Thursday, September 21, 2006

Why are we killing a failed suicide bomber?

Well, 'we' aren't, but our allies in the war on terror are. Jordan sentanced to death one Sajida al-Rishawi, a Iraqi woman, who was part of a suicide bombing attack on western hotels in Jordan a couple of years ago. Her bomb belt didn't work, so she went home, but she later surrendered herself to authorities. She didn't feel guilty, she just turned herself in after Al-Qaida took credit for a suicide bombing that involved four people, and the Jordanian officials said something like, "Uh, Ussama I'm not sure what you were talking about...we only found three bombs! So...there's someone else out there! After them, Ahmed!"

I'm not saying she doesn't deserve to die, I just question which action brings us and Jordan the best results. The crime she committed should have ended in her death anyway, so is it a punishment for us to to kill her? Is it going to be a deterant for these types of attacks in the future? Of course not. She wanted to, what, precisely, are we doing that isn't exactly what she wanted to happen?

I'm not a huge fan of the death penalty (which probably has something to do with some Tolkien quotes)), but I'll concede that if anyone really deserves to die, it would be a suicide bomber. However, all I can see happening from killing one that we manage to catch is that we marytr them anyway, after we give them a chance to tell the world about their cause in a fair court.

I would prefer to use this opportunity for some propaganda of our own, thank you very much. Lets give her a fair trial (already happened), then, lets give her a humane jail cell for the rest of her life. I'm not talking about a fancy American jail cell, with netflix and fresh bread, or even a slightly less fancy Gitmo cell. I'm just talking about maybe a 10x10 concrete cell that is dry, with windows up high from which there is no escape. I'll even give her a chance to excercise everyday (a right that is given to all of America's prisoners, including those at Gitmo, but is denied most other prisoners in the world). I might be willing to give her books to read, or a craft of her choice (within reason) on which to work. There would be no torture, no beatings, just humane treatment and detainment of a prisoner that is dangerous to society. Of course, there would be media interviews...many of them.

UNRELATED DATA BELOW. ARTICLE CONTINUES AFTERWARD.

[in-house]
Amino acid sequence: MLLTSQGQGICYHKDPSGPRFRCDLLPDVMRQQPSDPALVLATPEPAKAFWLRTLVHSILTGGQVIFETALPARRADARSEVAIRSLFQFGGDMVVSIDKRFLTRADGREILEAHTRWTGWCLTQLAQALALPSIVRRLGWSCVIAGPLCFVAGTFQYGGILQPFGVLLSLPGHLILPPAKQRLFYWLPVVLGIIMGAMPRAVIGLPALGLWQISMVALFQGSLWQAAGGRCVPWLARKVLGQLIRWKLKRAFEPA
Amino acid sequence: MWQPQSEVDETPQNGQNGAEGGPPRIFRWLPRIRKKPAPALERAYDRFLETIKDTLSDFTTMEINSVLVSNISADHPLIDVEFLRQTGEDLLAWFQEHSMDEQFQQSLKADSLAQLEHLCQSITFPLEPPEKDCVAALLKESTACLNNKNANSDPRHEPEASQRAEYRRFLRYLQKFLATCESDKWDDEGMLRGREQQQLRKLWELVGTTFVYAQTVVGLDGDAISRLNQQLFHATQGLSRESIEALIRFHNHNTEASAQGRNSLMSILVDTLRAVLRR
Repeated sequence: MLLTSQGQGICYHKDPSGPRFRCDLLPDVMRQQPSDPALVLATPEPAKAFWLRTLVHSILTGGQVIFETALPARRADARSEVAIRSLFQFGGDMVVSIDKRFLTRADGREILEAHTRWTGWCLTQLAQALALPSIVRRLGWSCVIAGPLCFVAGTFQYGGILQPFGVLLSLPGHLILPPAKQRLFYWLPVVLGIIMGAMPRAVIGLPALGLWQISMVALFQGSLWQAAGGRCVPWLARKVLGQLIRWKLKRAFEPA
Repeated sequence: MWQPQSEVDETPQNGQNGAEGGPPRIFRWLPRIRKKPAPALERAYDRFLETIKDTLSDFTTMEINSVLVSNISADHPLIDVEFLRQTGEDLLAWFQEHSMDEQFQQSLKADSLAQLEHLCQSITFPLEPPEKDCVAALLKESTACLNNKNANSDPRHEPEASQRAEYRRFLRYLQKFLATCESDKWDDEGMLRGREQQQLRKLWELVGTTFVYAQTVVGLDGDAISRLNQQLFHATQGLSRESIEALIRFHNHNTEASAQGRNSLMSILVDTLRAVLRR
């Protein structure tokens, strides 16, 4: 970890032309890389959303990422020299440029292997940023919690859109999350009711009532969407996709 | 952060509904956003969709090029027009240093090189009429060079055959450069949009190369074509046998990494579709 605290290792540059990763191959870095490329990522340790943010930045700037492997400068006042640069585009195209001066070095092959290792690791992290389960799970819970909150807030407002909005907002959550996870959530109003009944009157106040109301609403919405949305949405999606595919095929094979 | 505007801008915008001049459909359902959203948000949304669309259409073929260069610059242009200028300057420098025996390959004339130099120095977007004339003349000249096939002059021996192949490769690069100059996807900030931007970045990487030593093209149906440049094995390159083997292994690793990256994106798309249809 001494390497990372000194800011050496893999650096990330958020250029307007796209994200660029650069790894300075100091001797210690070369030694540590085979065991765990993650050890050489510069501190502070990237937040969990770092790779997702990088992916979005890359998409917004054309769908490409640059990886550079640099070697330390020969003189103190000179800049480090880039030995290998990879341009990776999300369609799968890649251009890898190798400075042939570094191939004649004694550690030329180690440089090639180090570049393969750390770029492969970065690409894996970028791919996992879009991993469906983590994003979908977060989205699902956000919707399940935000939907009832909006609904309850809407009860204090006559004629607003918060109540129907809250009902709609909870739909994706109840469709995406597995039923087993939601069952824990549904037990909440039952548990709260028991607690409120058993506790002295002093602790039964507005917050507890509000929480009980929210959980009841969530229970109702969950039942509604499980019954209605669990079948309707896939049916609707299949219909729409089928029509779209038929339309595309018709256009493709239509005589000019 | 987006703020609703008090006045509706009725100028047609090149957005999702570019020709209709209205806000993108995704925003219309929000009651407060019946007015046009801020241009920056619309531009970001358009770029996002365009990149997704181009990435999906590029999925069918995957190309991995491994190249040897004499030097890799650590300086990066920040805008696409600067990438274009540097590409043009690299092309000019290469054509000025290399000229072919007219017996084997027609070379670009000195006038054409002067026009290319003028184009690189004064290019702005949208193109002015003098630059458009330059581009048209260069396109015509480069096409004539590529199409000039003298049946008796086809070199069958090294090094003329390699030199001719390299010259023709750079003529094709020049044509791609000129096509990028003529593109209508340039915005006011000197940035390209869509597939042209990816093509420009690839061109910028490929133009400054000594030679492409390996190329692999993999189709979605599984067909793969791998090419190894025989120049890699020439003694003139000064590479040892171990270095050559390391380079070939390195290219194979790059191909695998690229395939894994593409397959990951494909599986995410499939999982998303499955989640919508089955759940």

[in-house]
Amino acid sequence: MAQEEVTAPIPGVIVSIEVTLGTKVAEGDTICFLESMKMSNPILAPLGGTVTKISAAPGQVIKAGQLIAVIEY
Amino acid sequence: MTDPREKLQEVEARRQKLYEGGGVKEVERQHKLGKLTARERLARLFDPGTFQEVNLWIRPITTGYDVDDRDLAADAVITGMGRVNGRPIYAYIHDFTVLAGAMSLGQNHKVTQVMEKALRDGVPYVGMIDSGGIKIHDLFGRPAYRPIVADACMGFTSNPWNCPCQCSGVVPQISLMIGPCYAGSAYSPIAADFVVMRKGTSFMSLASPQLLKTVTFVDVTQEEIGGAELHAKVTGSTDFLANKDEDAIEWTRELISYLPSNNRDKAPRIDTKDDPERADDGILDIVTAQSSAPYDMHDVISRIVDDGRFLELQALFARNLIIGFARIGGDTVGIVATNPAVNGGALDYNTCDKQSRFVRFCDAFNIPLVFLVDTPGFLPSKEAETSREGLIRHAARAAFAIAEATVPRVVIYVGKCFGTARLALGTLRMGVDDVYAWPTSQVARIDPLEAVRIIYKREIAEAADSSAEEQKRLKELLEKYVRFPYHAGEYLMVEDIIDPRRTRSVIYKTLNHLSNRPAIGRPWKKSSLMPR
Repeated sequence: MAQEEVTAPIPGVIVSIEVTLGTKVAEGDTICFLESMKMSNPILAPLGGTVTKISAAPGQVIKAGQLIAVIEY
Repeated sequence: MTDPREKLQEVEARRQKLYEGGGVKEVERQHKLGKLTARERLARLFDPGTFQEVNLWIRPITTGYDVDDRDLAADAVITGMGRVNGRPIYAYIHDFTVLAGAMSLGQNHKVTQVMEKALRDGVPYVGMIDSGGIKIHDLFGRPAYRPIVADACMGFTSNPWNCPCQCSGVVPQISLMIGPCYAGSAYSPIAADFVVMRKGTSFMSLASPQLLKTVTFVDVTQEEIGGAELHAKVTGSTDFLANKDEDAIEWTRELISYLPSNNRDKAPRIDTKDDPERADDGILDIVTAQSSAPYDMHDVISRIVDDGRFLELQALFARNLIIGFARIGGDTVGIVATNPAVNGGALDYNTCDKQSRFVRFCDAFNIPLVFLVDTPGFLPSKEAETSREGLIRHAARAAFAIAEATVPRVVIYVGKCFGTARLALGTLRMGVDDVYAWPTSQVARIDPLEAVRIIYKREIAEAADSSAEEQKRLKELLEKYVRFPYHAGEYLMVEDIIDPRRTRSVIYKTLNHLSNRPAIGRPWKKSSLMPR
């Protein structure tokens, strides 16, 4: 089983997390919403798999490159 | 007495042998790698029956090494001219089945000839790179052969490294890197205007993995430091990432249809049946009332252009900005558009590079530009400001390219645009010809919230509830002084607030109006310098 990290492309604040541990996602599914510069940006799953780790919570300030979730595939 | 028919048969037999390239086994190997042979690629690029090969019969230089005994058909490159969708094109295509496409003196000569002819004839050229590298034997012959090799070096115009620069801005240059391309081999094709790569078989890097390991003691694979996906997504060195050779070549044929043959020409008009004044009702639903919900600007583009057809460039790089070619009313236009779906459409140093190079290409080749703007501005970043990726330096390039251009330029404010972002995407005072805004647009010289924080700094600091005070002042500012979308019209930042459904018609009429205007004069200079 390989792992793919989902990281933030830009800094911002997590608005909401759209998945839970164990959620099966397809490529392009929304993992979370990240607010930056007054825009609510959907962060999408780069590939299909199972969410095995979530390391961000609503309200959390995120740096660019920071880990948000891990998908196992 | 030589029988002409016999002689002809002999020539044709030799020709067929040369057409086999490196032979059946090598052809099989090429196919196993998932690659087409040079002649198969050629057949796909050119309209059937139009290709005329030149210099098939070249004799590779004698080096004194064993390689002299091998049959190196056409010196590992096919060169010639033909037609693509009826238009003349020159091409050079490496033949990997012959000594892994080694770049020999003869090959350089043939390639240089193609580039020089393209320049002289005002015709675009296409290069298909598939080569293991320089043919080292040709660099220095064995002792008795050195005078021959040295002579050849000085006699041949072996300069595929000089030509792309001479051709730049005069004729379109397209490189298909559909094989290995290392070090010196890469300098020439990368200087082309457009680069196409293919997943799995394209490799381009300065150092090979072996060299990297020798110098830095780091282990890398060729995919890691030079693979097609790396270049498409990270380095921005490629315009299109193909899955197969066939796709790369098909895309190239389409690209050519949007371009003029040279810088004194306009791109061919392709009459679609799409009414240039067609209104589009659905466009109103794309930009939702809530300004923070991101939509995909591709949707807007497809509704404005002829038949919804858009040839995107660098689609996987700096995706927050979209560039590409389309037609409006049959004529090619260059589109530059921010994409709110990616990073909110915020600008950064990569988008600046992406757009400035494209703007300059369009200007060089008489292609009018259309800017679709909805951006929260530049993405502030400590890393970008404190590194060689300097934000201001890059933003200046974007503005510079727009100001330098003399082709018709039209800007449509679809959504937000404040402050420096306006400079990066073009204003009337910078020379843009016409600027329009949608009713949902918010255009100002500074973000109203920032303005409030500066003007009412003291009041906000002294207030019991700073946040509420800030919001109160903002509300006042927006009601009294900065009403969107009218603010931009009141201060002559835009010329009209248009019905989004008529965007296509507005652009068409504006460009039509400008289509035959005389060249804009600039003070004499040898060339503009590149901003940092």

There are two reasons for this - first, the interviews would serve the purpose of proving our humane treatment of the prisoner, thus giving the Terrorists no cause to say they've managed to change our culture one iota out of fear. It also would increase 'our' (by saying 'our' I of course mean the allies in the war on terror, because I would do this across the board, and we Americans will get blame for anything bad that happens anyway.) civilized stature in the world. The second thing this would do is absolutely humiliate the Terrorists. Not just the woman in jail, but all those who helped her, all those who promised her a quick pass to heaven, and all those expecting the same treatment. She would be a captive - a well-treated captive - but not free in any strech of the imagination. She would be denied a chance to be a martyr, completely and totaly. She would become just another failure for the side of the terrorist. She couldn't even get us mad enough at her to leave our own principles.

I think that if we start doing things like this it will have a greater impact on the world terrorist movement than our current strategy.

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